Fifteen years after This House of Sky, Doig (Ride with Me, Mariah Montana, 1990, etc.) returns to his earliest days in another profoundly original and lustrous re-creation. Inspired by wartime letters (just recently presented to the author) from his mother to a favorite brother stationed in the Pacific, Doig traces his family's struggles from Montana ranches so isolated that "weather was the only neighbor" to the shared hopes of an Arizona defense workers' housing project and back to Montana, with its steady string of natural indignities. Doig's parents eke out a living, always on the verge of better times despite the shadow of his mother's asthma and the prevalence of daily hardships: coyotes near the sheep ranch; infested one-room houses; road mud "thick enough to float a train." His mother's death comes without warning, on the author's sixth birthday, just as the sheep are ready for shearing and a certain healthy profit. "Nobody got over her," Doig writes, "those around me in my growing-up stayed hit." Doig captures the serial disasters, as well as several cherished family scenes—including a lunch of Spam sandwiches and lime Kool-Aid—with the clarifying beauty and sure shaping hand of his first book. Even when mining some of the same material that appeared there, he claims new territory for the significant figures in his life.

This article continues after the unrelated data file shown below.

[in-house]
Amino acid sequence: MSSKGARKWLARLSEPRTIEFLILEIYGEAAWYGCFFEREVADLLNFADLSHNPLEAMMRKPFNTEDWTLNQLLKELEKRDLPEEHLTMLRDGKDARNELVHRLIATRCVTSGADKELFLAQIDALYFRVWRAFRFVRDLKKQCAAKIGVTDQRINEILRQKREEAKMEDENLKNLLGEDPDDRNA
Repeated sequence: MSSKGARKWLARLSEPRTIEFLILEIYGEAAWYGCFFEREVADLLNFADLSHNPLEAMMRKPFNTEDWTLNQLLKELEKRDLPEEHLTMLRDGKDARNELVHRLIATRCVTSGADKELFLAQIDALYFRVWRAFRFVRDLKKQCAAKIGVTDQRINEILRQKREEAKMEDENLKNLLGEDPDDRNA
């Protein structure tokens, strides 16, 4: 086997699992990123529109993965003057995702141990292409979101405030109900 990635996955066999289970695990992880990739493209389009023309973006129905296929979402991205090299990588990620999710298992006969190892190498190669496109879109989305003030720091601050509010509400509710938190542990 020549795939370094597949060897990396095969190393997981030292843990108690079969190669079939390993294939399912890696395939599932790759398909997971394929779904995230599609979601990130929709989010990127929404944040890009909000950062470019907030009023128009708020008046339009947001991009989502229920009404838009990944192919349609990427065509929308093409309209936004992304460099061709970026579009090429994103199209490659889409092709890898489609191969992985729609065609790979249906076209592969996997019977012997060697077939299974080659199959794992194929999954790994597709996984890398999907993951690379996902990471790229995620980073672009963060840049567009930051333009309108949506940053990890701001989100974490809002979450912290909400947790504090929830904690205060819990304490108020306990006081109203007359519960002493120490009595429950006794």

Product Details

ISBN-13:
9781501156052
Publisher:
Scribner
Publication date:
08/16/2016
Pages:
176
Sales rank:
928,110
Product dimensions:
5.25(w) x 8.00(h) x (d)

Read an Excerpt

Heart Earth


  • Dear Wally—